FACTBOX-Ireland’s political parties

DUBLIN, Oct 13 (BestGrowthStock) – The threat of political upheaval
early next year and a lack of cross-party support for government
recovery plans mean Ireland will have only a very small window
of relative calm to tap investors for fresh funds in 2011.

For snap analysis click on [ID:nLDE69C2D1]

Unlike other European political systems, Ireland’s major
political parties are not demarcated along right-wing/left-wing
lines but rather on what side they took in a civil war in the
early 1920s.

Here are some facts about Fianna Fail and Fine Gael, the two
main parties; Labour, a more traditional left-wing party set to
play a major role in any new coalition and two smaller groups —
the Greens and Sinn Fein — likely to be in opposition.


Seats: 83 (50 pct of lower-house)

Status: Main government party. Centrist policies. Lying in
third place in most recent opinion polls, its 13-year reign
looks certain to end whenever a general election is called.

History: Translated as “Soldiers of Destiny”, Fianna Fail
was founded in 1926. Nationalist in ethos, its roots lie in the
struggle for Irish independence and the side that fought against
a 1921 treaty giving Ireland self-governing dominion status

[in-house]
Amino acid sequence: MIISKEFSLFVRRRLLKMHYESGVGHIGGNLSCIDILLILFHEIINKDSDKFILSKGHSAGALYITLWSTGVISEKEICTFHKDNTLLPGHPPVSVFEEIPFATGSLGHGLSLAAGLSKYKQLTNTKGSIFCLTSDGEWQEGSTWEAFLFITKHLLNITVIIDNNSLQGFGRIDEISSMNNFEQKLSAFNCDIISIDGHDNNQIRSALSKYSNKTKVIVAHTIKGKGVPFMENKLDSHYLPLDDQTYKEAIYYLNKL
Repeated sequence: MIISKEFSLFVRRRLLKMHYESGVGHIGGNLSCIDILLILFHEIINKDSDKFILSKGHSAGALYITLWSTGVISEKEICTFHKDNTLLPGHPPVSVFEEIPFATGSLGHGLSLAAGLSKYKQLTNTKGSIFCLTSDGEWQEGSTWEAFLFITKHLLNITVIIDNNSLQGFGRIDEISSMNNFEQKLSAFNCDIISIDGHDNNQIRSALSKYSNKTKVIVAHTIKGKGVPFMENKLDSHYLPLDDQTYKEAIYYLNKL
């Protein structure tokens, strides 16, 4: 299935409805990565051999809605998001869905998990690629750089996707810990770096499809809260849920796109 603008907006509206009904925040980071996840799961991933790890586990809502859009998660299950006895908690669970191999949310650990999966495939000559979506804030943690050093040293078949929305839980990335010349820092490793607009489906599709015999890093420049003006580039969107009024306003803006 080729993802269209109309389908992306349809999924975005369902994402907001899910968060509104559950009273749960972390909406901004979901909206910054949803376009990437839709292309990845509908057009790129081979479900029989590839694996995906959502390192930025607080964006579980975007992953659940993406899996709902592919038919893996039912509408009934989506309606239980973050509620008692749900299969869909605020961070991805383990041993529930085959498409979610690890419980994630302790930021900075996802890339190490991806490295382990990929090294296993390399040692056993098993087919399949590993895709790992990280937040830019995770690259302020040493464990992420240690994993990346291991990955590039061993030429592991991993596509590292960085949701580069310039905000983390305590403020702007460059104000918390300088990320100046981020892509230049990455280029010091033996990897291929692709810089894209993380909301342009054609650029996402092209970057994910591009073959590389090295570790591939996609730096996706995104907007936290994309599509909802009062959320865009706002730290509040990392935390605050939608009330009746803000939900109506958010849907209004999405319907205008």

within the British Empire. The treaty sparked civil war.

It has dominated Irish politics, only sitting in opposition
on six occasions — or for less than 20 years — and never for
longer than one term since first winning power in 1932. Aligned
in Europe to the liberal European Liberal Democrat and Reform
Party, it is the only party to have commanded overall majorities
in Ireland’s lower-house and each of its seven leaders has
served as Prime Minister.

Leader: Brian Cowen (50), a former finance and health
minister who took office in May 2008, following the resignation
of Bertie Ahern. He is the most unpopular leader in modern Irish
history due to a perception he did not do enough to prevent
Ireland’s current financial crisis, a gruff public persona and a
recent scandal over his drinking habits. He has faced two
parliamentary confidence votes in the space of a year and calls
to stand down from members of his party.

Policies: Cowen and fellow Fianna Fail Finance Minister
Brian Lenihan have led Ireland’s austerity drive, pushing
through three austerity budgets in just over a year and plan to
make well over 3 billion euros worth of savings in December’s
budget for 2011 to help cut the country’s budget deficit to 3
percent of gross domestic product (GDP) by 2014.

Lenihan has also spearheaded a bank rescue that has seen the
state guarantee all its banks, introduce a “bad bank” plan to
clean up their balance sheets and recapitalise and nationalise
the sector to the tune of up to 50 billion euros.

Foreign investors have praised Fianna Fail’s efforts to turn
the economy around but Irish people are angry at the party’s
courtship of property developers during the go-go years of the